Listening to students about what they need to be successful in school is at the core of a trauma-sensitive learning community-whether students are in the classroom or working remotely. Students are more likely to focus on and embrace learning when their voices and cultural backgrounds are respected. TLPI’s video, “What Does a Trauma-Sensitive Middle/High School Look Like?”, highlights a trauma-sensitive school that listens to student voice and engages in trauma-sensitive problem-solving. This excerpt from that video shares one example of how doing so leads to a more culturally-responsive learning environment.
Erica is an African American 11th grader who attends Salem Academy Charter School, a demonstration school that used TLPI’s process-based approach to trauma-sensitivity. In TLPI’s excerpt of a longer video, Erica speaks about her frustration with the school’s rule banning head scarves, something she uses on her natural hair during certain weather conditions. The Black students discussed with the school’s administrators the differences between Black hair and White hair, and the occasional need for Black students to use hair coverings. After listening to these student voices, the school changed its policy, adding to a more welcoming, inclusive and culturally-responsive learning environment. Dean of Students, Chyna Onembo, welcomed the open and honest conversations. “Having real conversations with students about what it means to get ready in the morning led to working with administration to create a plan. This is why we listen to students.”
TLPI’s blog, Not Belonging Hurts, describes a study showing that marginalization and a lack of belongingness are forms of adversity that affect the brain much like constant physical pain. This can cause a traumatic impact. When Black students who wear their natural hair, or use culturally-expressive hair coverings, are marginalized, rejected, or punished for doing so, their sense of belonging can be threatened or, worse, devastated. Sadly, wearing their natural or culturally-expressive hair has contributed to the already high rates of discipline of Black girls.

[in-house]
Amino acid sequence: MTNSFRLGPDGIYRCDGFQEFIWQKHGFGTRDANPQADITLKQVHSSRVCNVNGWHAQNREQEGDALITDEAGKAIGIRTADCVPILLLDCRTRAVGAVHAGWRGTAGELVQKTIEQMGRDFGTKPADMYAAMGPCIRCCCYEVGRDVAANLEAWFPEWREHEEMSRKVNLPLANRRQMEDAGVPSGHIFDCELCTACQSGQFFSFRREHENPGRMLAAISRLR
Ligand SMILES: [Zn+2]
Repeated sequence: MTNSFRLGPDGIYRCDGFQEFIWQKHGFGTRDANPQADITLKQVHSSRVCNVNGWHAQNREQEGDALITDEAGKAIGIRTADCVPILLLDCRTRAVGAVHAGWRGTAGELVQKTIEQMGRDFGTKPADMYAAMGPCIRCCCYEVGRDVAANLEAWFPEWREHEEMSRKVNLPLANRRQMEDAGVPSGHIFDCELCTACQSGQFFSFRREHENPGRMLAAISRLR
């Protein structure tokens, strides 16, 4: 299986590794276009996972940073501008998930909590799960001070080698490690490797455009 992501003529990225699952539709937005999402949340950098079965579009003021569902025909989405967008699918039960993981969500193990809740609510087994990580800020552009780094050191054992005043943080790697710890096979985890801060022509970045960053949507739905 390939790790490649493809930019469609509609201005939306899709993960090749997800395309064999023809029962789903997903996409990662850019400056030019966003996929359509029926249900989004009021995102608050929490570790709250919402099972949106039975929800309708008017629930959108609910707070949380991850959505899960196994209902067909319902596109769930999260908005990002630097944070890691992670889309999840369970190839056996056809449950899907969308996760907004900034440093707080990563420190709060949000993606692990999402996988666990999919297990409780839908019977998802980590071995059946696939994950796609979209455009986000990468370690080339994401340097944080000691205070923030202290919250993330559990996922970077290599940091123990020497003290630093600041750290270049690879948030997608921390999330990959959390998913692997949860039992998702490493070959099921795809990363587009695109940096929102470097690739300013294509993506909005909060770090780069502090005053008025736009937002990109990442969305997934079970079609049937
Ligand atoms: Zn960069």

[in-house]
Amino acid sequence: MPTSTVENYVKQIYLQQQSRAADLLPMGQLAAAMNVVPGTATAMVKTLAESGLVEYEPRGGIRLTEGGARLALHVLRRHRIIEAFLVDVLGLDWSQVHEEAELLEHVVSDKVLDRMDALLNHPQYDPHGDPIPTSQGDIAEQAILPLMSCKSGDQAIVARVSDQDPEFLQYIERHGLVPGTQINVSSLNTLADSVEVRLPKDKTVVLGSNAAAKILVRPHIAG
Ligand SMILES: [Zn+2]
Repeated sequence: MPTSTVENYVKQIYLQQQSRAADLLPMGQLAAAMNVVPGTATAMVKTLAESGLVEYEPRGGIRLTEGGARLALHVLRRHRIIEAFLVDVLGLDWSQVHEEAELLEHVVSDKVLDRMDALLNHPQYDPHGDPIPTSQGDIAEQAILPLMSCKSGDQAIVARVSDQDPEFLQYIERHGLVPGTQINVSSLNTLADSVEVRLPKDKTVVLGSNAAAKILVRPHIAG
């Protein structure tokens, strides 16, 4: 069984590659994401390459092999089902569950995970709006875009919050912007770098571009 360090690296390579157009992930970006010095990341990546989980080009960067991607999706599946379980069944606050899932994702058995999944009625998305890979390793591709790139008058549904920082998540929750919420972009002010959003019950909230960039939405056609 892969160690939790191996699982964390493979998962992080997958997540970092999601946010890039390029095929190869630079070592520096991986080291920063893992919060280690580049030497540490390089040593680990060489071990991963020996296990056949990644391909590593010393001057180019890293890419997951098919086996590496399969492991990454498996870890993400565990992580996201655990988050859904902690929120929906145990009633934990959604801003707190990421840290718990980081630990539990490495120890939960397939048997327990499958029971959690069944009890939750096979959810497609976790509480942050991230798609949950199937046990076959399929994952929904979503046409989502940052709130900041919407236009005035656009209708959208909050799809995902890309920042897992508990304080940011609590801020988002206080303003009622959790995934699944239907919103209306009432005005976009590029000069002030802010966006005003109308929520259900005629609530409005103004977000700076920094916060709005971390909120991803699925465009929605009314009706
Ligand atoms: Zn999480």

When educators have a deep understanding of the impact of trauma on learning, they can create schools where students’ voices are heard and their cultural backgrounds are respected. The role of trauma-sensitivity in this school as a pathway to racial equity is highlighted in research findings, including a finding that trauma-sensitive school culture change can lead to schools Affirming Cultural Identity and Promoting a Sense of Belonging.
Trauma-sensitivity is critically important as schools support their students, families and staff during the public health and racial justice crises we are facing. Whether students are learning in school or in remote learning environments, it will be more important than ever to engage students, to listen to them, and to take the necessary steps to ensure that each and every student feels a strong sense of belonging to the school community.
We invite you to view this clip:
You can also watch watch the full video to hear more student voices about what it feels like to them to attend this trauma-sensitive middle/high school.